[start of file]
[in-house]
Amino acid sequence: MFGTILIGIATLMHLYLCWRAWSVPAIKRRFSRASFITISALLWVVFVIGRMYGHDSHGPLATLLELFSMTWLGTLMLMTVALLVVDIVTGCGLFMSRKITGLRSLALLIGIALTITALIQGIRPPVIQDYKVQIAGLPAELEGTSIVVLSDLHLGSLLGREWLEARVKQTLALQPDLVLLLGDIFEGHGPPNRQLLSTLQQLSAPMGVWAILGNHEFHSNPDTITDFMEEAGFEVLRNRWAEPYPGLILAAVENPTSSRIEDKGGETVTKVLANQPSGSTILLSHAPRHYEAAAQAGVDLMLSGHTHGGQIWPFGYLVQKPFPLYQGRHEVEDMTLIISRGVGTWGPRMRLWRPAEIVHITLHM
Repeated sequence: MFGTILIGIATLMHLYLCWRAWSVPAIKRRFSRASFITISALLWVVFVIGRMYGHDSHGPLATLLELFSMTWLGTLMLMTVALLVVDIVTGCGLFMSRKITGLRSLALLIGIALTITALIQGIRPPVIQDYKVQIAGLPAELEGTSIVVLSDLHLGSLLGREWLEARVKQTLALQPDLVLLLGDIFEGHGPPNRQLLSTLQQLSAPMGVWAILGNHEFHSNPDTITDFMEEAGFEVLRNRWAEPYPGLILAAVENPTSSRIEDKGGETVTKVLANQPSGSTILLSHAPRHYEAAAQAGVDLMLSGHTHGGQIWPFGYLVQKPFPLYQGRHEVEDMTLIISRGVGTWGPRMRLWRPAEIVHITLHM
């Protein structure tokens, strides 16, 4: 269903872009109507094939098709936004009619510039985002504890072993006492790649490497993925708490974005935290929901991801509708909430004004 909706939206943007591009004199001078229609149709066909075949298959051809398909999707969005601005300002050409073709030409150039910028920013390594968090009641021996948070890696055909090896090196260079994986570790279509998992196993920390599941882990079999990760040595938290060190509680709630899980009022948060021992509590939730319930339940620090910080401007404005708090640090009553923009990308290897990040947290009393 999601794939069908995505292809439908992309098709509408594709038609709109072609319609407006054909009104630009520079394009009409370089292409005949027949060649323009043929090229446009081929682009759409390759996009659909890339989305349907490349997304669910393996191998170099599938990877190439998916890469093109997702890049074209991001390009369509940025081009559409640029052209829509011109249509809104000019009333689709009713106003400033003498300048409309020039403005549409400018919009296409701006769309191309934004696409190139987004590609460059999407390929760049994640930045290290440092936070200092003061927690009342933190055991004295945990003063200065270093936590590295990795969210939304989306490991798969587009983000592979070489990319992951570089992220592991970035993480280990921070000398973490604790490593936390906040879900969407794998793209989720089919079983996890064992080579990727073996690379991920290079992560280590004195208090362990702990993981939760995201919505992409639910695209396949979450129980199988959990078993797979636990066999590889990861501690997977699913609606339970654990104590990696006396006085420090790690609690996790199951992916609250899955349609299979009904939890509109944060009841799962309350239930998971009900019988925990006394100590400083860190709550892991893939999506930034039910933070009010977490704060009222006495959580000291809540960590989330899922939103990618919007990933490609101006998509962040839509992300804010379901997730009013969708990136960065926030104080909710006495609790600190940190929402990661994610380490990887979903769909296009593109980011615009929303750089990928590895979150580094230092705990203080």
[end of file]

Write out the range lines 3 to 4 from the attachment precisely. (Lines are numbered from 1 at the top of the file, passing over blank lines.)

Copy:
Repeated sequence: MFGTILIGIATLMHLYLCWRAWSVPAIKRRFSRASFITISALLWVVFVIGRMYGHDSHGPLATLLELFSMTWLGTLMLMTVALLVVDIVTGCGLFMSRKITGLRSLALLIGIALTITALIQGIRPPVIQDYKVQIAGLPAELEGTSIVVLSDLHLGSLLGREWLEARVKQTLALQPDLVLLLGDIFEGHGPPNRQLLSTLQQLSAPMGVWAILGNHEFHSNPDTITDFMEEAGFEVLRNRWAEPYPGLILAAVENPTSSRIEDKGGETVTKVLANQPSGSTILLSHAPRHYEAAAQAGVDLMLSGHTHGGQIWPFGYLVQKPFPLYQGRHEVEDMTLIISRGVGTWGPRMRLWRPAEIVHITLHM
């Protein structure tokens, strides 16, 4: 269903872009109507094939098709936004009619510039985002504890072993006492790649490497993925708490974005935290929901991801509708909430004004 909706939206943007591009004199001078229609149709066909075949298959051809398909999707969005601005300002050409073709030409150039910028920013390594968090009641021996948070890696055909090896090196260079994986570790279509998992196993920390599941882990079999990760040595938290060190509680709630899980009022948060021992509590939730319930339940620090910080401007404005708090640090009553923009990308290897990040947290009393 999601794939069908995505292809439908992309098709509408594709038609709109072609319609407006054909009104630009520079394009009409370089292409005949027949060649323009043929090229446009081929682009759409390759996009659909890339989305349907490349997304669910393996191998170099599938990877190439998916890469093109997702890049074209991001390009369509940025081009559409640029052209829509011109249509809104000019009333689709009713106003400033003498300048409309020039403005549409400018919009296409701006769309191309934004696409190139987004590609460059999407390929760049994640930045290290440092936070200092003061927690009342933190055991004295945990003063200065270093936590590295990795969210939304989306490991798969587009983000592979070489990319992951570089992220592991970035993480280990921070000398973490604790490593936390906040879900969407794998793209989720089919079983996890064992080579990727073996690379991920290079992560280590004195208090362990702990993981939760995201919505992409639910695209396949979450129980199988959990078993797979636990066999590889990861501690997977699913609606339970654990104590990696006396006085420090790690609690996790199951992916609250899955349609299979009904939890509109944060009841799962309350239930998971009900019988925990006394100590400083860190709550892991893939999506930034039910933070009010977490704060009222006495959580000291809540960590989330899922939103990618919007990933490609101006998509962040839509992300804010379901997730009013969708990136960065926030104080909710006495609790600190940190929402990661994610380490990887979903769909296009593109980011615009929303750089990928590895979150580094230092705990203080």